- 1. Delavat F, Miyazaki R, Carraro N, Pradervand N, van der Meer JR. The hidden life of integrative and conjugative elements. FEMS Microbiol Rev. 2017. pmid:28369623
- 2. Johnson CM, Grossman AD. Integrative and Conjugative Elements (ICEs): What They Do and How They Work. Annu Rev Genet. 2015;49:577–601. pmid:26473380
- 3. Wozniak RA, Waldor MK. Integrative and conjugative elements: mosaic mobile genetic elements enabling dynamic lateral gene flow. Nat Rev Microbiol. 2010;8(8):552–563. pmid:20601965
- 4. Bellanger X, Payot S, Leblond-Bourget N, Guedon G. Conjugative and mobilizable genomic islands in bacteria: evolution and diversity. FEMS Microbiol Rev. 2014;38(4):720–760. pmid:24372381
- 5. Guglielmini J, de la Cruz F, Rocha EP. Evolution of conjugation and type IV secretion systems. Mol Biol Evol. 2013;30(2):315–331. pmid:22977114
- 6. Guglielmini J, Quintais L, Garcillan-Barcia MP, de la Cruz F, Rocha EP. The repertoire of ICE in prokaryotes underscores the unity, diversity, and ubiquity of conjugation. PLoS Genet. 2011;7(8):e1002222. pmid:21876676
- 7. Roos TE, van Passel MW. A quantitative account of genomic island acquisitions in prokaryotes. BMC genomics. 2011;12:427. pmid:21864345
- 8. Gaillard M, Pernet N, Vogne C, Hagenbuchle O, van der Meer JR. Host and invader impact of transfer of the clc genomic island into Pseudomonas aeruginosa PAO1. Proc Natl Acad Sci U S A. 2008;105(19):7058–7063. pmid:18448680
- 9. Miyazaki R, Yano H, Sentchilo V, van der Meer JR. Physiological and transcriptome changes induced by Pseudomonas putida acquisition of an integrative and conjugative element. Scientific reports. 2018;8(1):5550. pmid:29615803
- 10. Auchtung JM, Lee CA, Garrison KL, Grossman AD. Identification and characterization of the immunity repressor (ImmR) that controls the mobile genetic element ICEBs1 of Bacillus subtilis. Mol Microbiol. 2007;64(6):1515–1528. pmid:17511812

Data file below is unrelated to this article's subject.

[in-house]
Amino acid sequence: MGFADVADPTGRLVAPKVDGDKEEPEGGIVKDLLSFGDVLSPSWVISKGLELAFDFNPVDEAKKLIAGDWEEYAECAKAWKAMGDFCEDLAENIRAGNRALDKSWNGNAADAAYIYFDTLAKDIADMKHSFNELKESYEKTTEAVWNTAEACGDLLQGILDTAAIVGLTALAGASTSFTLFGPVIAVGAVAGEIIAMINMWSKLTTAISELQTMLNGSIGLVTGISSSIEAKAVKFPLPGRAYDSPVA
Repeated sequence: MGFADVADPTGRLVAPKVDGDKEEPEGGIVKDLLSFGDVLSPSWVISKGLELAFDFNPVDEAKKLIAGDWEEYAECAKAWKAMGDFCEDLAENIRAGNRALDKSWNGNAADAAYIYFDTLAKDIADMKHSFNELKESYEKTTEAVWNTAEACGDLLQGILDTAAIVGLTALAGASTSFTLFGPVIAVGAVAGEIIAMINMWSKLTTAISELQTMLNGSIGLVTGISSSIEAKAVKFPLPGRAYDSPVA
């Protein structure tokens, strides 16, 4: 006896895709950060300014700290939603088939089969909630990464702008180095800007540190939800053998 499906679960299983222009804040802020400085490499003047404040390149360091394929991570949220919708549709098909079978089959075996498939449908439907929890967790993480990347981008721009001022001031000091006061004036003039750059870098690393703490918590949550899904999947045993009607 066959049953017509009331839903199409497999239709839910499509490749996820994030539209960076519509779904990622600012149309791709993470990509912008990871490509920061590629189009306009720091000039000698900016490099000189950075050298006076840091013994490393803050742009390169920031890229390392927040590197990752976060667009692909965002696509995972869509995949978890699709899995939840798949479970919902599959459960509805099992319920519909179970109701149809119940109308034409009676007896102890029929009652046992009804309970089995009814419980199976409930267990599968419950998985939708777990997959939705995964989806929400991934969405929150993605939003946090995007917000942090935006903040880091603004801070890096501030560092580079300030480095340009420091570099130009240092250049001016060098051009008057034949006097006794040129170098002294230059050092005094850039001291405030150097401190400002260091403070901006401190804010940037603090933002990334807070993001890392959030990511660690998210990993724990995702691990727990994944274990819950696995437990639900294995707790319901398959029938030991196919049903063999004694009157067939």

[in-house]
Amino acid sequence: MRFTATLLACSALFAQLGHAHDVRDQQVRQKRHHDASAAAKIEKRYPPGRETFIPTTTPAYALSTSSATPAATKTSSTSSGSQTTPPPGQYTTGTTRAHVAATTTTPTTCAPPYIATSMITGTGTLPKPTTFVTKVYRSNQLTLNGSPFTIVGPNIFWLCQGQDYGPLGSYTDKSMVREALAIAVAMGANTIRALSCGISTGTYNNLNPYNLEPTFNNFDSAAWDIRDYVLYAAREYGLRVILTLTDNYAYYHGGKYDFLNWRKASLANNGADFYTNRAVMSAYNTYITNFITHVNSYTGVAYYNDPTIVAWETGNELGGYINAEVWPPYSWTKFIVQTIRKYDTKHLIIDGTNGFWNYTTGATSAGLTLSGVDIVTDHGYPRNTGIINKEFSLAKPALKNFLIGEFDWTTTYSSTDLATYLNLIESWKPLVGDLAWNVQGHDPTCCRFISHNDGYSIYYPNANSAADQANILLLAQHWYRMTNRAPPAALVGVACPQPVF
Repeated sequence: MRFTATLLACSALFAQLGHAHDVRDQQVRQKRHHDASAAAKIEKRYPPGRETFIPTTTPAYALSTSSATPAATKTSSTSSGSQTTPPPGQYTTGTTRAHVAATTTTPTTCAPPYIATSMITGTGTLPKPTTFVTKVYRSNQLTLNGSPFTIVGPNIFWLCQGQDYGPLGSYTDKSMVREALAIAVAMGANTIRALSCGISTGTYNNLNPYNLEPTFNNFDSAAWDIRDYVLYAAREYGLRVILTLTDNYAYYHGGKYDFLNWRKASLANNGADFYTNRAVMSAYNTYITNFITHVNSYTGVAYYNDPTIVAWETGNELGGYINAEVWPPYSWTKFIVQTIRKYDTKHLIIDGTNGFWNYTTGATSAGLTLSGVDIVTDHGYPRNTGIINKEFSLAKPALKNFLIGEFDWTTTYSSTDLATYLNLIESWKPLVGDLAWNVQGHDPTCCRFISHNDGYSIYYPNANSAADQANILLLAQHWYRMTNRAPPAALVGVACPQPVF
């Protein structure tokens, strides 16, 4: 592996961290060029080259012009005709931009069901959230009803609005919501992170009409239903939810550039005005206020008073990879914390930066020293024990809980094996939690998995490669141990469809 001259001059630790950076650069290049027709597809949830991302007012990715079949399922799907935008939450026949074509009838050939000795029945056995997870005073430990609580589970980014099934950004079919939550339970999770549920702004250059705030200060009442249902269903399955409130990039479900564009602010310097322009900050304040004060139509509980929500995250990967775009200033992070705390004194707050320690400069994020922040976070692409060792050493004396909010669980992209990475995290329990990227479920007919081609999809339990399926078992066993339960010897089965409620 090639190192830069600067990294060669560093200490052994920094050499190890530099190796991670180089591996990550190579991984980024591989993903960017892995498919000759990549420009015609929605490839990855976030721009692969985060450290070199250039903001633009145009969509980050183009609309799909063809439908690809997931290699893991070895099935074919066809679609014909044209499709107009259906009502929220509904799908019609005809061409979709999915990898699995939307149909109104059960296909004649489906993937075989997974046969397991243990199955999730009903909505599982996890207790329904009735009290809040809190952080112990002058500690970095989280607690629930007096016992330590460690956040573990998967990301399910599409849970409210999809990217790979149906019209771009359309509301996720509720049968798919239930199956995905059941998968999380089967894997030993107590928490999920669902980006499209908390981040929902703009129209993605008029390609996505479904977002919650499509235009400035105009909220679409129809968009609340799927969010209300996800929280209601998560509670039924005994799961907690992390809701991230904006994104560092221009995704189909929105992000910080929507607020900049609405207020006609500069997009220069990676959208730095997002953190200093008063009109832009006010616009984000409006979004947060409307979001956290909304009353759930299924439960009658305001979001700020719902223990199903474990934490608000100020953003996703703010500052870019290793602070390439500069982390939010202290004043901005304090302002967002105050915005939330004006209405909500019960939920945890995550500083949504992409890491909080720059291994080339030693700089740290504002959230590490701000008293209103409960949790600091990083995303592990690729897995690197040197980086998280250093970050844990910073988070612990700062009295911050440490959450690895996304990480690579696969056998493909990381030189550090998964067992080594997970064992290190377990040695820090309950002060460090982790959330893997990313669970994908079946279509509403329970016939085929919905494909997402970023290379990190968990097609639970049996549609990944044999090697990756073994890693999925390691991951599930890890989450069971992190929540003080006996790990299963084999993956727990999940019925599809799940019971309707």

- 11. Pradervand N, Sulser S, Delavat F, Miyazaki R, Lamas I, van der Meer JR. An operon of three transcriptional regulators controls horizontal gene transfer of the integrative and conjugative element ICEclc in Pseudomonas knackmussii B13. PLoS Genet. 2014;10(6):e1004441. pmid:24945944
- 12. Miyazaki R, Bertelli C, Benaglio P, Canton J, De Coi N, Gharib WH, et al. Comparative genome analysis of Pseudomonas knackmussii B13, the first bacterium known to degrade chloroaromatic compounds. Environ Microbiol. 2015;17(1):91–104. pmid:24803113
- 13. Obi CC, Vayla S, de Gannes V, Berres ME, Walker J, Pavelec D, et al. The Integrative Conjugative Element clc (ICEclc) of Pseudomonas aeruginosa JB2. Front Microbiol. 2018;9:1532. pmid:30050515
- 14. Reinhard F, Miyazaki R, Pradervand N, van der Meer JR. Cell differentiation to "mating bodies" induced by an integrating and conjugative element in free-living bacteria. Curr Biol. 2013;23(3):255–259. pmid:23333318
- 15. Minoia M, Gaillard M, Reinhard F, Stojanov M, Sentchilo V, van der Meer JR. Stochasticity and bistability in horizontal transfer control of a genomic island in Pseudomonas. Proc Natl Acad Sci U S A. 2008;105(52):20792–20797. pmid:19098098
- 16. Miyazaki R, Minoia M, Pradervand N, Sulser S, Reinhard F, van der Meer JR. Cellular variability of RpoS expression underlies subpopulation activation of an integrative and conjugative element. PLoS Genet. 2012;8(7):e1002818. pmid:22807690
- 17. Delavat F, Mitri S, Pelet S, van der Meer JR. Highly variable individual donor cell fates characterize robust horizontal gene transfer of an integrative and conjugative element. Proc Natl Acad Sci U S A. 2016;113(24):E3375–3383. pmid:27247406
- 18. Reinhard F, van der Meer JR. Life history analysis of integrative and conjugative element activation in growing microcolonies of Pseudomonas. J Bacteriol. 2014;196(7):1425–1434. pmid:24464463
- 19. Vecchiarelli AG, Han YW, Tan X, Mizuuchi M, Ghirlando R, Biertumpfel C, et al. ATP control of dynamic P1 ParA-DNA interactions: a key role for the nucleoid in plasmid partition. Mol Microbiol. 2010;78(1):78–91. pmid:20659294
- 20. Vecchiarelli AG, Havey JC, Ing LL, Wong EO, Waples WG, Funnell BE. Dissection of the ATPase active site of P1 ParA reveals multiple active forms essential for plasmid partition. J Biol Chem. 2013;288(24):17823–17831. pmid:23632076
- 21. Yamaguchi Y, Inouye M. Regulation of growth and death in Escherichia coli by toxin-antitoxin systems. Nat Rev Microbiol. 2011;9(11):779–790. pmid:21927020
- 22. Baltrus DA. Exploring the costs of horizontal gene transfer. Trends in ecology & evolution. 2013;28(8):489–495. pmid:23706556
- 23. Banos RC, Vivero A, Aznar S, Garcia J, Pons M, Madrid C, et al. Differential regulation of horizontally acquired and core genome genes by the bacterial modulator H-NS. PLoS Genet. 2009;5(6):e1000513. pmid:19521501
- 24. Doyle M, Fookes M, Ivens A, Mangan MW, Wain J, Dorman CJ. An H-NS-like stealth protein aids horizontal DNA transmission in bacteria. Science. 2007;315(5809):251–252. pmid:17218529
- 25. Mruk I, Kobayashi I. To be or not to be: regulation of restriction-modification systems and other toxin-antitoxin systems. Nucleic Acids Res. 2014;42(1):70–86. pmid:23945938